Also known as: endoscopic retrograde cholangio-pancreatography.
What is an ERCP test?
If a patient has problems related to the biliary or pancreatic ducts, an ERCP might aid in both diagnosis and treatment. It involves using an endoscope and X-rays to operate directly on these ducts.
What happens during the procedure?
- An endoscope is passed through the mouth, into the esophagus, stomach, and down into the duodenum, which is the upper portion of the small intestines.
- A catheter is passed through the endoscope to inject contrast dye into the small intestines.
- Then X-ray is used to look for problems with the bile and pancreatic ducts.
- If problems are discovered, the endoscope can be used to fix the problems identified using special tools.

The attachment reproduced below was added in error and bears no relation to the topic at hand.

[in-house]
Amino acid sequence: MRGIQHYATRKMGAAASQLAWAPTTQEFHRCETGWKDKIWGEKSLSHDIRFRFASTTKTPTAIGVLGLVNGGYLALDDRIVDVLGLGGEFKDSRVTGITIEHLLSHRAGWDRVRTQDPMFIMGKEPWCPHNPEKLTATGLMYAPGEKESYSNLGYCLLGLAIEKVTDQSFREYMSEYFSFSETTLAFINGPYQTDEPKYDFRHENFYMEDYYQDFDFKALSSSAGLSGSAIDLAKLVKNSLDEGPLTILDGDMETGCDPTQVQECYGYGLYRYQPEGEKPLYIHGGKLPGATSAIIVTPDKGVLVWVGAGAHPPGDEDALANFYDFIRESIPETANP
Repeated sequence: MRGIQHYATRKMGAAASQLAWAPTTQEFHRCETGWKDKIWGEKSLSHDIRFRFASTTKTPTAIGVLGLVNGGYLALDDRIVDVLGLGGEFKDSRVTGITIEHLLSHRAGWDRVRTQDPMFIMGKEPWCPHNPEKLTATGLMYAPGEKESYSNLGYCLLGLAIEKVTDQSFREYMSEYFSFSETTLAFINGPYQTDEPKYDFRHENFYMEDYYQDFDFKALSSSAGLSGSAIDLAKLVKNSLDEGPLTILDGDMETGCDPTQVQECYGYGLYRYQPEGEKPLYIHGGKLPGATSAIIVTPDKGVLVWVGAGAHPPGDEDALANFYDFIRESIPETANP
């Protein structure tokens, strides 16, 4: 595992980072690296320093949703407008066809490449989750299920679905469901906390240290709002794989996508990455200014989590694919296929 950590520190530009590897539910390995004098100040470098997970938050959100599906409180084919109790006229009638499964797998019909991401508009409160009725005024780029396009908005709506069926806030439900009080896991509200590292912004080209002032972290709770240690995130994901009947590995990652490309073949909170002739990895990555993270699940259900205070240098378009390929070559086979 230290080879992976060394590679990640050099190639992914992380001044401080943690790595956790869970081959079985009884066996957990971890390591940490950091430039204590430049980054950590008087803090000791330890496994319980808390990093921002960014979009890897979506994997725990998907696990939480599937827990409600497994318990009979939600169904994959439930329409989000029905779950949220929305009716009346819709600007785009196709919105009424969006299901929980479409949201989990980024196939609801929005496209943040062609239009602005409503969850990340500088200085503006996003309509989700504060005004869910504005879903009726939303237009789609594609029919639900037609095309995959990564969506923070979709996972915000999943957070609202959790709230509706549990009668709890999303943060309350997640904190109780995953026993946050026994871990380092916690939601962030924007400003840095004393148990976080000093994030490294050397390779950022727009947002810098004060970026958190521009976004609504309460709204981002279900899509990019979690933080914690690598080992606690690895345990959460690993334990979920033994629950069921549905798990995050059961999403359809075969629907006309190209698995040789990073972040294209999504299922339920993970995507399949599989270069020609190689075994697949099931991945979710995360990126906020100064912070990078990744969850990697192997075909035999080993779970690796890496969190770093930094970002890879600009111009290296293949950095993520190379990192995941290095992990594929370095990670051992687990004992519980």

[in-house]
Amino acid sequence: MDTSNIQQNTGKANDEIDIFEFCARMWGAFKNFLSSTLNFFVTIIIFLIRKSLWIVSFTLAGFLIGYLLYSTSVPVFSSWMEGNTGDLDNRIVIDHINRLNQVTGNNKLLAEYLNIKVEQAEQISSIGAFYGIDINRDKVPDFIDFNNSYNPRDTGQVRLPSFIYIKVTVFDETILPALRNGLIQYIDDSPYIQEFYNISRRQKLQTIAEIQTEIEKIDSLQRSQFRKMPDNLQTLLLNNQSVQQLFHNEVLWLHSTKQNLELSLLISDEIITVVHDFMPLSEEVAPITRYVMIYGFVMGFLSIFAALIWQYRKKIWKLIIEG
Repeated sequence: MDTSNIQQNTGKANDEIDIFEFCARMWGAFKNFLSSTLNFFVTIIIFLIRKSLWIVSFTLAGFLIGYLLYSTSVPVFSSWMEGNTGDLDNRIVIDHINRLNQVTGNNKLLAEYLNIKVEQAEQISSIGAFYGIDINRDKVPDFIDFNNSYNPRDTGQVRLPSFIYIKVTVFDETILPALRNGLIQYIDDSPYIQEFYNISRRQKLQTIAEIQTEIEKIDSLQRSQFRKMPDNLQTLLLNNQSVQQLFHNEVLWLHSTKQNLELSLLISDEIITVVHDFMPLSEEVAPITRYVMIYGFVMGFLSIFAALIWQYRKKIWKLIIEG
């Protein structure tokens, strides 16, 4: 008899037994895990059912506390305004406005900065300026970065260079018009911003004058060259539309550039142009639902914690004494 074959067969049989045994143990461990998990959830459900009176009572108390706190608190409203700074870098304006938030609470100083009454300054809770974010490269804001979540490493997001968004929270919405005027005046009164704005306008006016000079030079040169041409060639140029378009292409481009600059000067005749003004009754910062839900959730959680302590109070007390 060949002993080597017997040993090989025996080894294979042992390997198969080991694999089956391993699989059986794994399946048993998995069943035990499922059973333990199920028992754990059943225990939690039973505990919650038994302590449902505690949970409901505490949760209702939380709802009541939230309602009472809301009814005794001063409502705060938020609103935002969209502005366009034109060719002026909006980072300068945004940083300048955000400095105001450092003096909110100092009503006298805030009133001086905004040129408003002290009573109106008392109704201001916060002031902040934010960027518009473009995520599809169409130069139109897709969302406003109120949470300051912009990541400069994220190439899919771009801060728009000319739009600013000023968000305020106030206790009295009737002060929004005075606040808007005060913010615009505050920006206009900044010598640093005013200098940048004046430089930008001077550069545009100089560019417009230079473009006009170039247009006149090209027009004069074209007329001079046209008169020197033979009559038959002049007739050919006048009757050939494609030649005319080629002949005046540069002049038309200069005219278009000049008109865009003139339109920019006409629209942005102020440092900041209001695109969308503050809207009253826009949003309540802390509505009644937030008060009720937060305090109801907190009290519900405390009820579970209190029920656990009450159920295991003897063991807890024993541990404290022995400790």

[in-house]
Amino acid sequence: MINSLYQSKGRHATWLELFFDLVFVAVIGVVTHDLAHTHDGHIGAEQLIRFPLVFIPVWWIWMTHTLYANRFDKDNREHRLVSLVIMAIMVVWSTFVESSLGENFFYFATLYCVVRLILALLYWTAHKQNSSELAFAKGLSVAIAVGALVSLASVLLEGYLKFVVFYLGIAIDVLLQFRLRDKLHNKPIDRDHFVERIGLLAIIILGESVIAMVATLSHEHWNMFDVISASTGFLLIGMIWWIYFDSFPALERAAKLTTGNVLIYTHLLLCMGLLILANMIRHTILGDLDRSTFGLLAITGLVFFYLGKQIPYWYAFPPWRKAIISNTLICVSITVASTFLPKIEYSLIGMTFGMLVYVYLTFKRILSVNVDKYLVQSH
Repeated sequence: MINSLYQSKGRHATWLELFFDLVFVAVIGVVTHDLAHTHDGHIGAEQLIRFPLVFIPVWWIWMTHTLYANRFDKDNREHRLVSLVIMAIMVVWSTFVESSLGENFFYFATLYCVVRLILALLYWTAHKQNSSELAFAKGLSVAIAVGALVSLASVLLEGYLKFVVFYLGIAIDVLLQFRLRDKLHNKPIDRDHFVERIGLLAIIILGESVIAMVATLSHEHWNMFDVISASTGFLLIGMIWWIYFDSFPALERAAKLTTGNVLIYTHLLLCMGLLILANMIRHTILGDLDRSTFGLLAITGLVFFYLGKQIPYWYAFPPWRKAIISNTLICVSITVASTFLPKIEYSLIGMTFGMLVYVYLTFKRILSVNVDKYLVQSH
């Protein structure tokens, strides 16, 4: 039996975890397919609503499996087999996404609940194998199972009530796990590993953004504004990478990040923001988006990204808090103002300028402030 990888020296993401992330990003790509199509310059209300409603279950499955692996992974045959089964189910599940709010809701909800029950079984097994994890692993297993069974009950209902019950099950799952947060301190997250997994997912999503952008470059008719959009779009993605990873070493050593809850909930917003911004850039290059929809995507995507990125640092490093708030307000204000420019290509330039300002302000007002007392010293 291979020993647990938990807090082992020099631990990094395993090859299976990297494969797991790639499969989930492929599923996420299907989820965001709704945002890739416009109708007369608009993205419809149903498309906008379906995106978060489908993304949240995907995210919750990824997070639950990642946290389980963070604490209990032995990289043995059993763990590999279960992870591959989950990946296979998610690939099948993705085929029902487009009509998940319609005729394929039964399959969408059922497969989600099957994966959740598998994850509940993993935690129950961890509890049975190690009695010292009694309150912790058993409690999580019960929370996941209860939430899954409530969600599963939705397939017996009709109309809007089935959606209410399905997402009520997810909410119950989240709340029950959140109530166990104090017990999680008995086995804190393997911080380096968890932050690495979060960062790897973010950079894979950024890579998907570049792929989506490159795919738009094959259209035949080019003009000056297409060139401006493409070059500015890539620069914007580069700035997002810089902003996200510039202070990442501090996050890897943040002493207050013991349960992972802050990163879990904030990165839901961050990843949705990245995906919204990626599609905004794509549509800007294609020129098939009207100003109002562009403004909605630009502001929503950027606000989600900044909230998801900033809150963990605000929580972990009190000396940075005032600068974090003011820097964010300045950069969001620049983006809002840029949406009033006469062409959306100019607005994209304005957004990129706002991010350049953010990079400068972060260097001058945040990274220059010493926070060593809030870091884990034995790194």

Is any special preparation needed?
You may need to avoid food, drink or medication for a set period of time before the procedure.
What are the risk factors?
Bleeding, infection or perforation of surrounding tissue are potential complications of an ERCP test.
Reviewed by: Carrie Firestone Baum, MD
This page was last updated on: February 25, 2021 04:18 PM
Learn more about
Pancreatitis in Children
Pancreatitis is an inflammation of the pancreas. The pancreas is an abdominal organ found in the upper part of the abdomen which plays an important role in digestion and controlling the body’s blood sugar.
The biliary system refers to the ducts and channels that allow the fluid produced in the liver ( bile ) to drain into the intestines